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I was going through some old New York Times Magazines a few weeks ago, and came across an article by financial guru Suze Orman. A lot of advisors in the financial industry don’t like Suze Orman. Sure, she has made some errors in advice and made some mistakes in her books, but in general her conservative approach to investing and insurance are dead on for the average middle class investor.
In the New York Times article, she said something that stunned me. Here is an excerpt from the article. When the article starts with “She” they are referring to Suze:
She has been reluctant to work on school curricula on personal finance, because she says students can’t learn empowerment from people who aren’t empowered, and teachers, she says, are too underpaid ever to have any real self-worth. She told me: “When you are somebody scared to death of your own life, how can you teach kids to be powerful? It’s not something in a book — it ain’t going to happen that way.” She once delivered pretty much the same message at an anniversary celebration of a private school — she seems to recall calling the school a “travesty” — and was all but escorted to the door when she was done.
Teachers Lack Self-Worth?
I don’t agree with Suze’s point of view here. I am friends with many teachers and yeah, they are underpaid, but they are not short on self-worth. When you choose to teach you are answering a calling that goes well beyond money. You want to play a part in the future of our world. You want to be a positive influence in a child’s life. In other words, you are getting something more than money out of your career.
But with freelance writing, it’s different. I do believe that freelance writers who allow themselves to be underpaid are probably lacking in self-worth. I say probably because, well, what am I—Carnac? I don’t know anyone’s mind but my own, but I do know this—there is no reason to be underpaid other than being too scared to go after the pay you deserve unless your writing is altruistic in some way. Maybe you write for non-profits and like to bask in the glow of charity more than greenbacks---that's cool. But if you are writing cheap for a company that is going to profit off of your writing then that's not altruistic. I can think of a lot of things it is (all of them negative), but altruistic it is not.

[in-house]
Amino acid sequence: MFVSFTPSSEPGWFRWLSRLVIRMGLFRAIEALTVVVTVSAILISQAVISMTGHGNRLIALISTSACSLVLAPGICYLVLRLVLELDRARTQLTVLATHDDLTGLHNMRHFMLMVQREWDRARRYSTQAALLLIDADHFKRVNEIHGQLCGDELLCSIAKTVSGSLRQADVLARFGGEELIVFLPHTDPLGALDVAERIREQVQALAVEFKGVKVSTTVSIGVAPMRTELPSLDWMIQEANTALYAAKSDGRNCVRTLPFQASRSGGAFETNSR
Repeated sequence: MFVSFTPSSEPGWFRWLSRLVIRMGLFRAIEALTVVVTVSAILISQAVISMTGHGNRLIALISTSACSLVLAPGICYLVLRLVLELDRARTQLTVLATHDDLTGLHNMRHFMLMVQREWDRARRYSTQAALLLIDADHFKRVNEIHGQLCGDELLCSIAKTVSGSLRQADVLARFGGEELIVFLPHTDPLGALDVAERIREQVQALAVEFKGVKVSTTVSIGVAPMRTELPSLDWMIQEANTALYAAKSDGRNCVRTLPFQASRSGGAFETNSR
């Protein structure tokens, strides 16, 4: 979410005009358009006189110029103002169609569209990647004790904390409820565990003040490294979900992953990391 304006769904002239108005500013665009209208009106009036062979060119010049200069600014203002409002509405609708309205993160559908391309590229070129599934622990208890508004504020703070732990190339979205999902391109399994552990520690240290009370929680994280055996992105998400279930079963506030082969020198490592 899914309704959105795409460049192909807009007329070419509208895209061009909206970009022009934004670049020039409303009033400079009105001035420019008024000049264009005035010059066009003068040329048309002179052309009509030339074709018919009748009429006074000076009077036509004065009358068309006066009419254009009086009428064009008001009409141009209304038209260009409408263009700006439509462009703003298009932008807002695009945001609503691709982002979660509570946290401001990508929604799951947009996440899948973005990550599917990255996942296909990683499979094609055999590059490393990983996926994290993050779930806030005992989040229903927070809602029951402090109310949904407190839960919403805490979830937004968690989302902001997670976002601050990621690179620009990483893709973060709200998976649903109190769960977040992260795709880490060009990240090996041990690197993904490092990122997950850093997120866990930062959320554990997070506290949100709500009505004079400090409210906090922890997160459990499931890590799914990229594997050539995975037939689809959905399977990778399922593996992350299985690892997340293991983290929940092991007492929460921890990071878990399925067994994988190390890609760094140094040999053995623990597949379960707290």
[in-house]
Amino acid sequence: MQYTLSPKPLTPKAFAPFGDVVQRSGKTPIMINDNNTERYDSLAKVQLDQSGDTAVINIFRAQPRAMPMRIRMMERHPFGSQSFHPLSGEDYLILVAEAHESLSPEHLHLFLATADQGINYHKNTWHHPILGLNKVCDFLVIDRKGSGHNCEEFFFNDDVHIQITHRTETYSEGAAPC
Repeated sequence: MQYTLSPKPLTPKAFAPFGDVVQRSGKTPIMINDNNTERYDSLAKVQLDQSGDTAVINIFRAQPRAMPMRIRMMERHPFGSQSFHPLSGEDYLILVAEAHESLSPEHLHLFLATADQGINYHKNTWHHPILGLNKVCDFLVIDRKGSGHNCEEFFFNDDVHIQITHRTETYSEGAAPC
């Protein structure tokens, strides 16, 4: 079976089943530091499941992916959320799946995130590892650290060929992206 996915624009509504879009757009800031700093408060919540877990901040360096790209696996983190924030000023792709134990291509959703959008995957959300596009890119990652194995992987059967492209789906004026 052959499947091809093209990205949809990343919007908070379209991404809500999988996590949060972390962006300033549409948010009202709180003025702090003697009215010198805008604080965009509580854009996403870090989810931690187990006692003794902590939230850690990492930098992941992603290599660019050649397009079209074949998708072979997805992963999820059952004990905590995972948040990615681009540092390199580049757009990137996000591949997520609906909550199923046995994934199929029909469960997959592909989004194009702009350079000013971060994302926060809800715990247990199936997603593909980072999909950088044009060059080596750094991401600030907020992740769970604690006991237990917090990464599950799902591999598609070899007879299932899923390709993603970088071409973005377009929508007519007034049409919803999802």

Learning to Value YOU
Now, when I talk about going after the pay you deserve, I’m not talking about the pay you want or the pay you’d like—but the pay you deserve. Sure I’d like to get paid a million dollars every time I deign to sit at a computer, but my work is not worth that much. It is worth what I bring to it through my experience, my voice, my knowledge, my education, my talent, my notoriety, my innate me-ness.
So how do you put a value on your worth? Is there some sort of algorithm you can plug facts about yourself into and a sample of your writing in order to get the number that fairly and accurately represents the value that you provide to a client?
Well, unless Google is currently working on that, no… no there isn’t. So you have to get your hands dirty. You need to seek out other writers in your field, compare their writing style, accuracy and their experience in your niche. You have to figure out where you fit within the scheme of talent, knowledge, voice and expertise. You have to take your ego out of the equation and objectively weigh your strengths and weaknesses against other writers in your niche (Dare I say---your competition?). You can't allow yourself to feel threatened or bad by this process.
Let me explain to you why it's so important to take your ego out of the equation. My husband thinks that Kim Kardashian is hot. I do too---but that doesn't threaten my husband like his acknowledgment of her hotness threatens me. For some irrational reason, I am threatened by Kim Kardashian's hotness. So when I found out that she had gotten Botox, I ran to my husband, tugged on his shirt and gleefully told him that. It was as though I thought that my Botox-free face was somehow hotter than hers now. I thought this because my ego desperately wanted that to be true and because I am a sad, sad old woman. If I actually look at the situation objectively, I can see that I am in no way as hot as Kim---Botox or no Botox---and likely never will be. I can also appreciate that she is totally hot---but doesn't have many of the personality quirks that I have, and these are the things that make my husband love me and not simply find me "hot." So yes I objectively think that she is hotter, but I am actually valuable to hubby as a person, so HA! SUCK IT! I WIN! Oh... wait... no... that wasn't the point. Okay, my point is my self-worth is now increased because I realize my true value while acknowledging hers as well.
Now, let's talk about that other freelance writer's rates... next week!